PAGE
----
French president Nicolas Sarkozy’s plans for media reform have met with opposition lately – so now he’s called for someone else to stage a national conference on the topic, to help rescue the sector from “the edge of the economic precipice”. In an interview with RTL, he blamed the web partly for that precipice: “The problem of the internet is considerable because how do you expect people to buy their papers in a shop if they’re free on the internet?” French media groups don’t have enough capital, and newspapers are also suffering through inefficient sales channels, he added (via AFP).
On his appointment 12 months ago, Sarkozy did strike an accord between content makers and ISPs under which the former would agree to drop DRM if the latter agree to implement a new three-strikes-and-out policy toward file sharers. But France’s track record since then has been shaky. The senate rejected the national assembly’s proposal for a two percent tax on video website revenues. Then Sarkozy proposed a levy on all TV, internet and mobile ad revenues to fund the removal of ads from France’s main public broadcasters, creating a BBC-style network. But that was met with disapproval from commercial broadcasters, striking staff and Europe’s media commissioner. Meanwhile, Le Monde is making big lay-offs.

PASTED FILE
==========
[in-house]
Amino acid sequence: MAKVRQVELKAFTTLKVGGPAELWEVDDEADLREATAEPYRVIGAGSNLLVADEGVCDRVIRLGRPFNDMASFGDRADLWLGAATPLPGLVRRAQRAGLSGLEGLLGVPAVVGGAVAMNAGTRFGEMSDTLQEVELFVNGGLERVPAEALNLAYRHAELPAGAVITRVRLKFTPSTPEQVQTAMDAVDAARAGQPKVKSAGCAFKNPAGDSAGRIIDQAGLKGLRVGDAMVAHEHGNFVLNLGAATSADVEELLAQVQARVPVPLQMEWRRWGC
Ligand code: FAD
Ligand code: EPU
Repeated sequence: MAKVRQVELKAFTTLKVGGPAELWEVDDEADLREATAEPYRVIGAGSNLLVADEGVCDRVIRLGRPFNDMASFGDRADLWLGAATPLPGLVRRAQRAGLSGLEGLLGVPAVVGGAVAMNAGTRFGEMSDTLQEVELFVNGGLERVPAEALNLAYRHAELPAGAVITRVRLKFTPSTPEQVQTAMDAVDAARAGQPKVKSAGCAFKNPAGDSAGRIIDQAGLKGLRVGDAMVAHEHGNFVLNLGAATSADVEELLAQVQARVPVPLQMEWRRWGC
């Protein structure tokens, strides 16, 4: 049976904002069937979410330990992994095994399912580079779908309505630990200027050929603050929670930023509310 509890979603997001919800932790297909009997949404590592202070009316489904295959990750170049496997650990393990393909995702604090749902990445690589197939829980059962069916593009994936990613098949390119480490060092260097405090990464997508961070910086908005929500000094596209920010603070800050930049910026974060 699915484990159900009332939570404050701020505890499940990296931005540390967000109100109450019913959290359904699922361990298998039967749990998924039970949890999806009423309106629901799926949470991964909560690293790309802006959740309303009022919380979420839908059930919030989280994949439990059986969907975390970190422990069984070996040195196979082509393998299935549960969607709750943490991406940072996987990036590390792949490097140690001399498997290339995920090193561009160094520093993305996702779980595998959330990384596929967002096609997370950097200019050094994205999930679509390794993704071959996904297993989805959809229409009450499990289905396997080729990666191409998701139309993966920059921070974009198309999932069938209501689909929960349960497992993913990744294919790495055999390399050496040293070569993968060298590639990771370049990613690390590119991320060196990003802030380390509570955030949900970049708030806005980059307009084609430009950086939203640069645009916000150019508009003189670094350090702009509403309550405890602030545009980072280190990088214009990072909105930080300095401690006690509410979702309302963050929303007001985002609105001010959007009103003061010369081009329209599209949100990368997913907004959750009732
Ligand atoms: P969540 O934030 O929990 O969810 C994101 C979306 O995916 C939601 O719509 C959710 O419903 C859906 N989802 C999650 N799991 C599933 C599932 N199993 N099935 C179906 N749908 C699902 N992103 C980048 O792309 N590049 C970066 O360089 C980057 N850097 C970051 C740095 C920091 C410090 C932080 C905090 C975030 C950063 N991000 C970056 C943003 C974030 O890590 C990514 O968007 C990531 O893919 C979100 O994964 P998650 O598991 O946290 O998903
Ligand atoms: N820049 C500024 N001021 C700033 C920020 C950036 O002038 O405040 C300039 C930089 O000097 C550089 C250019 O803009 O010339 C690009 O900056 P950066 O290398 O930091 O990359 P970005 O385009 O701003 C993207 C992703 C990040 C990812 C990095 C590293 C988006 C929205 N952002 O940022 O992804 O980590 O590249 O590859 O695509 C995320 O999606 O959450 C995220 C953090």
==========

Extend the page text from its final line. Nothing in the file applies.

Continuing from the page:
At the core of the matter is how well financed French media are to emerge in to the multimedia future. Press expert Patrick Le Floch told AFP the country “faces large structural problems during the transition to the internet” but had only two publishers – Lagardère and Ouest France – with enough clout to make the necessary changes. He called on Sarkozy to lift a ban that caps foreign investment in media groups at 20 percent.